Applies To: Windows Server 2003, Windows Server 2003 R2, Windows Server 2003 with SP1, Windows Server 2003 with SP2
When Domain Name System (DNS) servers are initialized for service, they use server configuration settings that are taken from the parameters that are stated in a boot information file, the registry, and (possibly) zone information that is provided through Active Directory integration.
In most situations, the installation defaults are acceptable and should not require modification. However, when necessary, you can tune various parameters to accommodate special deployment needs and situations.
The following table describes advanced parameters that you can change to optimize the performance of DNS servers.
Determines whether or not the DNS server uses recursion. By default, the DNS Server service is enabled to use recursion.
Determines whether to use fast transfer format for transfer of a zone to DNS servers running legacy Berkeley Internet Name Domain (BIND) implementations.
By default, all Windows-based DNS servers use a fast zone transfer format. This format uses compression, and it can include multiple records per TCP message during a connected transfer. This format is also compatible with more recent BIND-based DNS servers that run versions 4.9.4 and later.
Fail on load if bad zone data
Sets the DNS server to parse files strictly.
By default, the DNS Server service logs data errors, ignores any erred data in zone files, and continues to load a zone. You can reconfigure this option by using the DNS snap-in so that the DNS Server service logs errors and fails to load a zone file containing records data that is found to contain errors.
Enable round robin
Determines whether the DNS server uses the round robin mechanism to rotate and reorder a list of resource records if multiple resource records exist of the same type that exist for a query answer.
By default, the DNS Server service uses round robin.
Enable netmask ordering
Determines whether the DNS server reorders address (A) resource records within the same resource record that is set in the server's response to a query based on the Internet Protocol (IP) address of the source of the query.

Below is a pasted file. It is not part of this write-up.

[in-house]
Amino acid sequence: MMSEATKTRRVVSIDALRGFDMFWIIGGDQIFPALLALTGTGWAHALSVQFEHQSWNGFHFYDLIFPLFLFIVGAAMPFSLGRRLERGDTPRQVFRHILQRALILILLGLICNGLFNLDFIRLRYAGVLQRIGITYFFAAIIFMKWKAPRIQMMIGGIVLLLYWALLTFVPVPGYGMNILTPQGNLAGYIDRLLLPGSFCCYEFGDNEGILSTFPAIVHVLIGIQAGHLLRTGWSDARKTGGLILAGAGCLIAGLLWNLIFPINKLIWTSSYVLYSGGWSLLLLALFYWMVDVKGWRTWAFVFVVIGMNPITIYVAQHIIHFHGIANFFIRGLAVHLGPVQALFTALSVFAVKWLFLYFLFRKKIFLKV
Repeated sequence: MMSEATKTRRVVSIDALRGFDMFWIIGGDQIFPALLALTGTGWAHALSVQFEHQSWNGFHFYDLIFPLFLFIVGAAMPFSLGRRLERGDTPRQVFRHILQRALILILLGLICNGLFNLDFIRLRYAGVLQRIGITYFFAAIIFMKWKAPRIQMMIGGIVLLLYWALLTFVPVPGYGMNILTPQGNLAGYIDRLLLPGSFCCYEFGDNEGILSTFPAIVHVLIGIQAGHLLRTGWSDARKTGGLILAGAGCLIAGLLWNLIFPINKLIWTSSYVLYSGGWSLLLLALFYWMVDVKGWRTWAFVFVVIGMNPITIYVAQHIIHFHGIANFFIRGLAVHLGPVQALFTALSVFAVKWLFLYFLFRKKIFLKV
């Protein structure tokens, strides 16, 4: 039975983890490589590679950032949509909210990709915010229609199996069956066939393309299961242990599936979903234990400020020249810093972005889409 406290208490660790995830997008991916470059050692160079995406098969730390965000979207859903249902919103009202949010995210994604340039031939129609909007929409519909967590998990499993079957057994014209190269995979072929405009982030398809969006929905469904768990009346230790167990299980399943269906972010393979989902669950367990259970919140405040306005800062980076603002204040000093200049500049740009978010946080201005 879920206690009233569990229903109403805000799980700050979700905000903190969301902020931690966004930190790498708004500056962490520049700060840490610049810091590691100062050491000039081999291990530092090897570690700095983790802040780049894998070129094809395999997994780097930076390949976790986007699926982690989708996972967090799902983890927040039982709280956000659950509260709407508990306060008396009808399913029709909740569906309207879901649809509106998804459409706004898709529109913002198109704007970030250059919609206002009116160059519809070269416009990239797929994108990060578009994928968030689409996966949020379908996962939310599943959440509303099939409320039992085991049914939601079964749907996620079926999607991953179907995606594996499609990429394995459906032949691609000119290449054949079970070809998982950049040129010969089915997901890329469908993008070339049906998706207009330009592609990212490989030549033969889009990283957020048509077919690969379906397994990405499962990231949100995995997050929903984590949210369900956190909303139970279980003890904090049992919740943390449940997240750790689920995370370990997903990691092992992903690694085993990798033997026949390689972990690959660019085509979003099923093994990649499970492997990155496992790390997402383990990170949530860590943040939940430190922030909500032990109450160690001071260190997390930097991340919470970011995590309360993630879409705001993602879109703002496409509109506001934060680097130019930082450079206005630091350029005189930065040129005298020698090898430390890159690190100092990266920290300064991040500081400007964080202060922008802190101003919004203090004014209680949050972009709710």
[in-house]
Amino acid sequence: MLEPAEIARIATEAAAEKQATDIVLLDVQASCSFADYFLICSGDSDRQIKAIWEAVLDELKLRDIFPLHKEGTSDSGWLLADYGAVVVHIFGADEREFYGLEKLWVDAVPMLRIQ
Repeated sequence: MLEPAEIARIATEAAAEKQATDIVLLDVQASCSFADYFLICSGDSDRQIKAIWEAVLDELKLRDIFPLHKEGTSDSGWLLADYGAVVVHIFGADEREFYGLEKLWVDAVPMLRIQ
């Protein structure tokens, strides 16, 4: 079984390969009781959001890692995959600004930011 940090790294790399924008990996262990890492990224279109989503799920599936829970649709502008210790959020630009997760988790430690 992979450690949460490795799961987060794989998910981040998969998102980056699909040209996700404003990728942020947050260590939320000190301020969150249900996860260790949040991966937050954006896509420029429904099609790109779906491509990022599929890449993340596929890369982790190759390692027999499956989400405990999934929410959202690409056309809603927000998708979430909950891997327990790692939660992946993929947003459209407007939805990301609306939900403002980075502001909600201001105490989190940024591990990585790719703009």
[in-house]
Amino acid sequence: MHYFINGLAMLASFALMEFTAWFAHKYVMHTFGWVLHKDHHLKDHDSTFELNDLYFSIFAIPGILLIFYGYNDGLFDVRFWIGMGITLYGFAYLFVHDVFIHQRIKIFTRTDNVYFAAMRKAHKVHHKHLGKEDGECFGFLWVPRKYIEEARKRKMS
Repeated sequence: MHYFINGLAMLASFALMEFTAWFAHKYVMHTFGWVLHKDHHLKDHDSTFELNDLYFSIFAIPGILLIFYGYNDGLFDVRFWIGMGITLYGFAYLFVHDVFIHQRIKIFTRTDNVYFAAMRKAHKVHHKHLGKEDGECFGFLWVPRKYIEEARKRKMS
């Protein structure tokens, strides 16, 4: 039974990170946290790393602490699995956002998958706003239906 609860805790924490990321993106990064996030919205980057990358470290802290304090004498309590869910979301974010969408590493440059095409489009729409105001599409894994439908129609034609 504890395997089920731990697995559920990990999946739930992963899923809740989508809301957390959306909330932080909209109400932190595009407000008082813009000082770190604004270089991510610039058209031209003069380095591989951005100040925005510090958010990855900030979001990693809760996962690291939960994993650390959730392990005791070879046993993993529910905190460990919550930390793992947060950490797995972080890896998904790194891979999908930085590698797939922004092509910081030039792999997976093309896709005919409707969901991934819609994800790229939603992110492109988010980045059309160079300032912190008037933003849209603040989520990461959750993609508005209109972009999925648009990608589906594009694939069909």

By default, the DNS Server service uses local subnet priority to reorder A resource records.
Secure cache against pollution
Determines whether the DNS server attempts to clean up responses to avoid cache pollution. This setting is enabled by default.
By default, DNS servers use a secure response option that eliminates adding unrelated resource records that are included in a referral answer to their cache. In most cases, any names that are added in referral answers are typically cached, and they help expedite the resolution of subsequent DNS queries.
With this feature, however, the server can determine that referred names are potentially polluting or insecure and then discard them. The server determines whether to cache the name that is offered in a referral on the basis of whether or not it is part of the exact, related, DNS domain name tree for which the original queried name was made.
For example, if a query is made originally for sales.wingtiptoys.com and a referral answer provides a record for a name outside the wingtiptoys.com domain name tree, such as tailspintoys.com, that name is not cached where this feature is enabled for use.
To optimize DNS, complete the following procedures: